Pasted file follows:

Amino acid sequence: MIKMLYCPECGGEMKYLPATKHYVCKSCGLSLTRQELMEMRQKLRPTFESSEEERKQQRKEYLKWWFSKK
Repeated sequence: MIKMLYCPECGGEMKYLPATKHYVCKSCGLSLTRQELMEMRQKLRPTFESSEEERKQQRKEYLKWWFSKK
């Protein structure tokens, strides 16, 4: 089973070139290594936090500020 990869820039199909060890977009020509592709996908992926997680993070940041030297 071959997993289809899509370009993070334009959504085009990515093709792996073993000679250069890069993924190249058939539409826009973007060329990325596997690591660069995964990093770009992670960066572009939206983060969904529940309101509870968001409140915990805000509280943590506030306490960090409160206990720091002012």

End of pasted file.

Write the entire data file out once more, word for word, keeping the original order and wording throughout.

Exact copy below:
Amino acid sequence: MIKMLYCPECGGEMKYLPATKHYVCKSCGLSLTRQELMEMRQKLRPTFESSEEERKQQRKEYLKWWFSKK
Repeated sequence: MIKMLYCPECGGEMKYLPATKHYVCKSCGLSLTRQELMEMRQKLRPTFESSEEERKQQRKEYLKWWFSKK
């Protein structure tokens, strides 16, 4: 089973070139290594936090500020 990869820039199909060890977009020509592709996908992926997680993070940041030297 071959997993289809899509370009993070334009959504085009990515093709792996073993000679250069890069993924190249058939539409826009973007060329990325596997690591660069995964990093770009992670960066572009939206983060969904529940309101509870968001409140915990805000509280943590506030306490960090409160206990720091002012």